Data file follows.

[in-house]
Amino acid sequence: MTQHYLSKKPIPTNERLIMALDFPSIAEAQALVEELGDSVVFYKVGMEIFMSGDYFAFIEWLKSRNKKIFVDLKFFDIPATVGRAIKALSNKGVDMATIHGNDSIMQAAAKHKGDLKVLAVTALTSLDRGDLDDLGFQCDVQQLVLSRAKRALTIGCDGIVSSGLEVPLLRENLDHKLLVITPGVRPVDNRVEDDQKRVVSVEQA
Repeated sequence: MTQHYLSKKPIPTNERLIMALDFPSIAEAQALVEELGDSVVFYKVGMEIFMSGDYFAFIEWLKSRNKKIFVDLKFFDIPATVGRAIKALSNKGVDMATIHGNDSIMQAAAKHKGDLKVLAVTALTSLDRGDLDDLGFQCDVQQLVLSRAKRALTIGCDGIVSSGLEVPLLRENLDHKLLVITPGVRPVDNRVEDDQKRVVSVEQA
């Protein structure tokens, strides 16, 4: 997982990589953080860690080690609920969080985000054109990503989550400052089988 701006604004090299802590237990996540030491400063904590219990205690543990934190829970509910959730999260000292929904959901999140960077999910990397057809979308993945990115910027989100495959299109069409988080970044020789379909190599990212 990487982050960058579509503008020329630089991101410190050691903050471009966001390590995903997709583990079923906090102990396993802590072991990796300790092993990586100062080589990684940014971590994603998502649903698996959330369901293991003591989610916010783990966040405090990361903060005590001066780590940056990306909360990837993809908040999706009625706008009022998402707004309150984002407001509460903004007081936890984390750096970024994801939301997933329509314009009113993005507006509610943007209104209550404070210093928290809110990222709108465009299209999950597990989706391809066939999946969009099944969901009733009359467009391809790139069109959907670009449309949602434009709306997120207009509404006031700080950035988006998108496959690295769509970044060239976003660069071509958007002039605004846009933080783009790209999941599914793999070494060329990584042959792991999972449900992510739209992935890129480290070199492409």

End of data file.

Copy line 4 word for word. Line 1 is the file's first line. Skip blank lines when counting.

């Protein structure tokens, strides 16, 4: 997982990589953080860690080690609920969080985000054109990503989550400052089988 701006604004090299802590237990996540030491400063904590219990205690543990934190829970509910959730999260000292929904959901999140960077999910990397057809979308993945990115910027989100495959299109069409988080970044020789379909190599990212 990487982050960058579509503008020329630089991101410190050691903050471009966001390590995903997709583990079923906090102990396993802590072991990796300790092993990586100062080589990684940014971590994603998502649903698996959330369901293991003591989610916010783990966040405090990361903060005590001066780590940056990306909360990837993809908040999706009625706008009022998402707004309150984002407001509460903004007081936890984390750096970024994801939301997933329509314009009113993005507006509610943007209104209550404070210093928290809110990222709108465009299209999950597990989706391809066939999946969009099944969901009733009359467009391809790139069109959907670009449309949602434009709306997120207009509404006031700080950035988006998108496959690295769509970044060239976003660069071509958007002039605004846009933080783009790209999941599914793999070494060329990584042959792991999972449900992510739209992935890129480290070199492409």